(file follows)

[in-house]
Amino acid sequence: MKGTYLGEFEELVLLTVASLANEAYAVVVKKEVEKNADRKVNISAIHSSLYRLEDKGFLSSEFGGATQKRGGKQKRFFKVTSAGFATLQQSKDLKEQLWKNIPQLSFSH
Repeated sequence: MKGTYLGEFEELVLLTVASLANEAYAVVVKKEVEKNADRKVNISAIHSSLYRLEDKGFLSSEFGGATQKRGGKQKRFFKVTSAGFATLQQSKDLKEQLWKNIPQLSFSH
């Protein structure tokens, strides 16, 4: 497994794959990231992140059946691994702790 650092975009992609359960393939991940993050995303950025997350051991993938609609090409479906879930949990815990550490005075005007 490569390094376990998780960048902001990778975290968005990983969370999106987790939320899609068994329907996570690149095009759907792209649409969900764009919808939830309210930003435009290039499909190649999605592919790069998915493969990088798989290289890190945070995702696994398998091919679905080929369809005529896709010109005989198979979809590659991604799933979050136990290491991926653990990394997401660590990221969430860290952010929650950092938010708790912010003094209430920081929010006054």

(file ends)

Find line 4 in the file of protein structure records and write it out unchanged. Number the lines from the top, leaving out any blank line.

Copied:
């Protein structure tokens, strides 16, 4: 497994794959990231992140059946691994702790 650092975009992609359960393939991940993050995303950025997350051991993938609609090409479906879930949990815990550490005075005007 490569390094376990998780960048902001990778975290968005990983969370999106987790939320899609068994329907996570690149095009759907792209649409969900764009919808939830309210930003435009290039499909190649999605592919790069998915493969990088798989290289890190945070995702696994398998091919679905080929369809005529896709010109005989198979979809590659991604799933979050136990290491991926653990990394997401660590990221969430860290952010929650950092938010708790912010003094209430920081929010006054």